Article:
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VXX, VIX, and Hedging against Market Risk

|Includes:SPDR S&P 500 Trust ETF (SPY), VXX

If you own VXX Exchange Traded Note (NYSE:ETN) or are considering buying it, it's worth reading Eric Falkenstein's recent blog post on it "VXX Risk Premium?". Excerpt:

As Harvey and Erb (2007), or Gorton and Rouwenhorst (2005) have noted, the roll in futures is predictable: you tend to make money going long futures in backwardization, short futures in contango. Thus, the VXX has declined much more than the VIX since it started trading in January 2009 because it has been riding the roll down the futures curve all the time:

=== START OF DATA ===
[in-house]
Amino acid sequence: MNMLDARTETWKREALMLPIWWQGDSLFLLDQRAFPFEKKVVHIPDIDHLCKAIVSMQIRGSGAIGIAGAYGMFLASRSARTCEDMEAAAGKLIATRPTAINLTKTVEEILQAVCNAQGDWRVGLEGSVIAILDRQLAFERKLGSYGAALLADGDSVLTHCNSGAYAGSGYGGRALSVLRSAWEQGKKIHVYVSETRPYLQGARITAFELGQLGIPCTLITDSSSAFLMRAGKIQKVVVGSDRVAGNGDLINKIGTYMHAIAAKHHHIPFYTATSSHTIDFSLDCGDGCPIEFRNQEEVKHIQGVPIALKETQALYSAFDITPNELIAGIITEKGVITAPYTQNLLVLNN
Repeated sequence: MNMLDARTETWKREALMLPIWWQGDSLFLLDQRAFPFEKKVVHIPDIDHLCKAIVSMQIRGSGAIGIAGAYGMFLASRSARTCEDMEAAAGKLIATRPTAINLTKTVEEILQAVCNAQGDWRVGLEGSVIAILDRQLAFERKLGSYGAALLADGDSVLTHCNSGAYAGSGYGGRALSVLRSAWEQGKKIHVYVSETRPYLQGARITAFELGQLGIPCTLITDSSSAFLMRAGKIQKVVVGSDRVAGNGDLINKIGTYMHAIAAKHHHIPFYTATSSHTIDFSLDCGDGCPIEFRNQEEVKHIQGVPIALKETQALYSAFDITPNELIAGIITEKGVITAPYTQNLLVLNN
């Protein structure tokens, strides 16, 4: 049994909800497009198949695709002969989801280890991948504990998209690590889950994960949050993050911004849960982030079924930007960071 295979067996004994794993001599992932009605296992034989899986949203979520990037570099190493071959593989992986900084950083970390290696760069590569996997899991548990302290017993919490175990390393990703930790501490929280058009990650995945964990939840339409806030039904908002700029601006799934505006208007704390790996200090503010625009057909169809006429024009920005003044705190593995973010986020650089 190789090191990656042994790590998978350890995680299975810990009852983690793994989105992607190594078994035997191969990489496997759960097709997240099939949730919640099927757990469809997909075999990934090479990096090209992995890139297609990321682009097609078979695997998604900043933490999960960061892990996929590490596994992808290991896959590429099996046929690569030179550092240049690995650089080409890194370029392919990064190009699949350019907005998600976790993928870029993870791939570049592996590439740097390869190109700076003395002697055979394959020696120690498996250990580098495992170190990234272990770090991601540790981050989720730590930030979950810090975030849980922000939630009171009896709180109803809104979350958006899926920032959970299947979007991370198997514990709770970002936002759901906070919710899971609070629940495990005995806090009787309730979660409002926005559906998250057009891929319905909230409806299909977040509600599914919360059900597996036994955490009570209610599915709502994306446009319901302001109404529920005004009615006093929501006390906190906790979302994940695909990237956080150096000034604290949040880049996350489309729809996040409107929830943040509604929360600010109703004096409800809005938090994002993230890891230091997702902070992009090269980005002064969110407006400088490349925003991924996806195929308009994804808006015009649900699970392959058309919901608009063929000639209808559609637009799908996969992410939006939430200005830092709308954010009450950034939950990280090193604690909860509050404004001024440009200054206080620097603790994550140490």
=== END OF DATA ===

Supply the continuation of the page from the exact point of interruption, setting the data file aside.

As that chart from Dr. Falkenstein's blog post shows, when the VIX index spiked early this year, the VXX ETN only rose a fraction as high. So VXX hasn't been an ideal vehicle to buy to bet on spikes in volatility as measured by the VIX. But why are investors betting on spikes in volatility in the first place? Presumably, many investors who own VXX assume that a severe market downturn will be accompanied by a spike in volatility, so betting on a spike in volatility is an indirect way for them to hedge their long-only equity portfolios against that market risk. If so, those investors might be better off hedging against market risk more directly by using Portfolio Armor to find the optimal puts to buy on an index ETF such as SPY.

Disclosure: I have no positions in any stocks mentioned, and no plans to initiate any positions within the next 72 hours.

Additional disclosure: My company operates the investing app Portfolio Armor.
Stocks: SPY, VXX